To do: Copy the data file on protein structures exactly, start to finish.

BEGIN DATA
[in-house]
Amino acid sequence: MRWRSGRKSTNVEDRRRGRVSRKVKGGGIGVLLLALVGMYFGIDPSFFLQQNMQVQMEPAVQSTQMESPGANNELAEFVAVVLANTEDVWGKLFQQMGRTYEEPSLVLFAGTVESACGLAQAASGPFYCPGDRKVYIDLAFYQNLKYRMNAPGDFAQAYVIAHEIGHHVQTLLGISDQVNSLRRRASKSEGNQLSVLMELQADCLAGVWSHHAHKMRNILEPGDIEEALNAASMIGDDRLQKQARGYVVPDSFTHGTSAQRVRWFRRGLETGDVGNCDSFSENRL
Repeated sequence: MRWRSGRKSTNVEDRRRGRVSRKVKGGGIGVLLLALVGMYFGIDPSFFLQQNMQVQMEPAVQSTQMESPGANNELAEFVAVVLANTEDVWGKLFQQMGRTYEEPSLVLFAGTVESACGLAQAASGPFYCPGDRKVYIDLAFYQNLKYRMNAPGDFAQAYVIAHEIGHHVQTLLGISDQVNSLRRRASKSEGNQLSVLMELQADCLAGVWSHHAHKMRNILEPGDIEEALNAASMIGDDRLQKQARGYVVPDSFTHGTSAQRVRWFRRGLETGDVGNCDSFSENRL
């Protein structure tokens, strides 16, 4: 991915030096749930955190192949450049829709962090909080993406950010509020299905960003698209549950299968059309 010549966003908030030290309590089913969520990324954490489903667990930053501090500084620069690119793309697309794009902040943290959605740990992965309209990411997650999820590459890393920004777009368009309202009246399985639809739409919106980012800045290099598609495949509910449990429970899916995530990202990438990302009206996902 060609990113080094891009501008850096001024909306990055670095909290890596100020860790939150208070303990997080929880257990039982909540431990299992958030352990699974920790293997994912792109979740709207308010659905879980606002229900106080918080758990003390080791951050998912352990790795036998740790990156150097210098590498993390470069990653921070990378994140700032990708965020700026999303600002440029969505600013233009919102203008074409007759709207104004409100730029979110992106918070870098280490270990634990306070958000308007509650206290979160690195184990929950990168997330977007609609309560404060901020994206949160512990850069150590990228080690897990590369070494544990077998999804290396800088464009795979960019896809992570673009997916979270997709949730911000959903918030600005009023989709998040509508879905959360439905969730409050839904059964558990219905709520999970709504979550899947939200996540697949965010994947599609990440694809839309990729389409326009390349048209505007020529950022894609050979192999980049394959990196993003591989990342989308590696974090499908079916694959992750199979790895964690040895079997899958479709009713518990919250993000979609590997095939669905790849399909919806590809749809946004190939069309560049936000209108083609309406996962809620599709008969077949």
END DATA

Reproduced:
[in-house]
Amino acid sequence: MRWRSGRKSTNVEDRRRGRVSRKVKGGGIGVLLLALVGMYFGIDPSFFLQQNMQVQMEPAVQSTQMESPGANNELAEFVAVVLANTEDVWGKLFQQMGRTYEEPSLVLFAGTVESACGLAQAASGPFYCPGDRKVYIDLAFYQNLKYRMNAPGDFAQAYVIAHEIGHHVQTLLGISDQVNSLRRRASKSEGNQLSVLMELQADCLAGVWSHHAHKMRNILEPGDIEEALNAASMIGDDRLQKQARGYVVPDSFTHGTSAQRVRWFRRGLETGDVGNCDSFSENRL
Repeated sequence: MRWRSGRKSTNVEDRRRGRVSRKVKGGGIGVLLLALVGMYFGIDPSFFLQQNMQVQMEPAVQSTQMESPGANNELAEFVAVVLANTEDVWGKLFQQMGRTYEEPSLVLFAGTVESACGLAQAASGPFYCPGDRKVYIDLAFYQNLKYRMNAPGDFAQAYVIAHEIGHHVQTLLGISDQVNSLRRRASKSEGNQLSVLMELQADCLAGVWSHHAHKMRNILEPGDIEEALNAASMIGDDRLQKQARGYVVPDSFTHGTSAQRVRWFRRGLETGDVGNCDSFSENRL
């Protein structure tokens, strides 16, 4: 991915030096749930955190192949450049829709962090909080993406950010509020299905960003698209549950299968059309 010549966003908030030290309590089913969520990324954490489903667990930053501090500084620069690119793309697309794009902040943290959605740990992965309209990411997650999820590459890393920004777009368009309202009246399985639809739409919106980012800045290099598609495949509910449990429970899916995530990202990438990302009206996902 060609990113080094891009501008850096001024909306990055670095909290890596100020860790939150208070303990997080929880257990039982909540431990299992958030352990699974920790293997994912792109979740709207308010659905879980606002229900106080918080758990003390080791951050998912352990790795036998740790990156150097210098590498993390470069990653921070990378994140700032990708965020700026999303600002440029969505600013233009919102203008074409007759709207104004409100730029979110992106918070870098280490270990634990306070958000308007509650206290979160690195184990929950990168997330977007609609309560404060901020994206949160512990850069150590990228080690897990590369070494544990077998999804290396800088464009795979960019896809992570673009997916979270997709949730911000959903918030600005009023989709998040509508879905959360439905969730409050839904059964558990219905709520999970709504979550899947939200996540697949965010994947599609990440694809839309990729389409326009390349048209505007020529950022894609050979192999980049394959990196993003591989990342989308590696974090499908079916694959992750199979790895964690040895079997899958479709009713518990919250993000979609590997095939669905790849399909919806590809749809946004190939069309560049936000209108083609309406996962809620599709008969077949």